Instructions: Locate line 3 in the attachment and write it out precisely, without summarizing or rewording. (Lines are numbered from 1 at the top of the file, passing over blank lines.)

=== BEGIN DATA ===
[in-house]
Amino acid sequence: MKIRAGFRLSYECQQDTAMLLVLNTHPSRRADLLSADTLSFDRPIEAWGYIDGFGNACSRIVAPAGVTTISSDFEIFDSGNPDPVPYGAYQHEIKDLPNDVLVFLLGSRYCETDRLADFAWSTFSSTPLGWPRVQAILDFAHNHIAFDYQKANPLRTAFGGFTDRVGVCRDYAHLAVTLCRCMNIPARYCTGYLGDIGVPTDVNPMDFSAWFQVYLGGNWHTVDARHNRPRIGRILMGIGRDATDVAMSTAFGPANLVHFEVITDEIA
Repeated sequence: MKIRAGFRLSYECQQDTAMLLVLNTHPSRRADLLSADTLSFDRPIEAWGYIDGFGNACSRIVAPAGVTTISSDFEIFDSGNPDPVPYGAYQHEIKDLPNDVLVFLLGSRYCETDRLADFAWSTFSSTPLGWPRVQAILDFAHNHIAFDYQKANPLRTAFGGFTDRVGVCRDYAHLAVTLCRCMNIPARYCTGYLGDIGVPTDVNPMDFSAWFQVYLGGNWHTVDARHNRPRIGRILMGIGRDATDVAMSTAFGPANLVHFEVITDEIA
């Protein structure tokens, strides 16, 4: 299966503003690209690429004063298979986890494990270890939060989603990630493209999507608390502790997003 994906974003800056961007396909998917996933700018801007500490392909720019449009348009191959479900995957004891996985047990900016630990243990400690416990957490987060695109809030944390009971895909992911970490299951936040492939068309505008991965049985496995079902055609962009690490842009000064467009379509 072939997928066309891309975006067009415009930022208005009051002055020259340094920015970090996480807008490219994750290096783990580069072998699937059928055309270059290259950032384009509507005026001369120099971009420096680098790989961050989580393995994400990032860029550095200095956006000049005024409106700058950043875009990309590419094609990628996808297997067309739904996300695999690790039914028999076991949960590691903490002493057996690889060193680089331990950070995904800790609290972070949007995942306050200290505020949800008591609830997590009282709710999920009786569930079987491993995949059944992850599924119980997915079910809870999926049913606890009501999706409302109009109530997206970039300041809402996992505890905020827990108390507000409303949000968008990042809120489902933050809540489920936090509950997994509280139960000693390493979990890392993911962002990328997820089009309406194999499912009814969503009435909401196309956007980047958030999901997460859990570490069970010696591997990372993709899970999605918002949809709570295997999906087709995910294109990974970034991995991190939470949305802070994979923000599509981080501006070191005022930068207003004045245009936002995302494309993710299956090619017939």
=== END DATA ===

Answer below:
Repeated sequence: MKIRAGFRLSYECQQDTAMLLVLNTHPSRRADLLSADTLSFDRPIEAWGYIDGFGNACSRIVAPAGVTTISSDFEIFDSGNPDPVPYGAYQHEIKDLPNDVLVFLLGSRYCETDRLADFAWSTFSSTPLGWPRVQAILDFAHNHIAFDYQKANPLRTAFGGFTDRVGVCRDYAHLAVTLCRCMNIPARYCTGYLGDIGVPTDVNPMDFSAWFQVYLGGNWHTVDARHNRPRIGRILMGIGRDATDVAMSTAFGPANLVHFEVITDEIA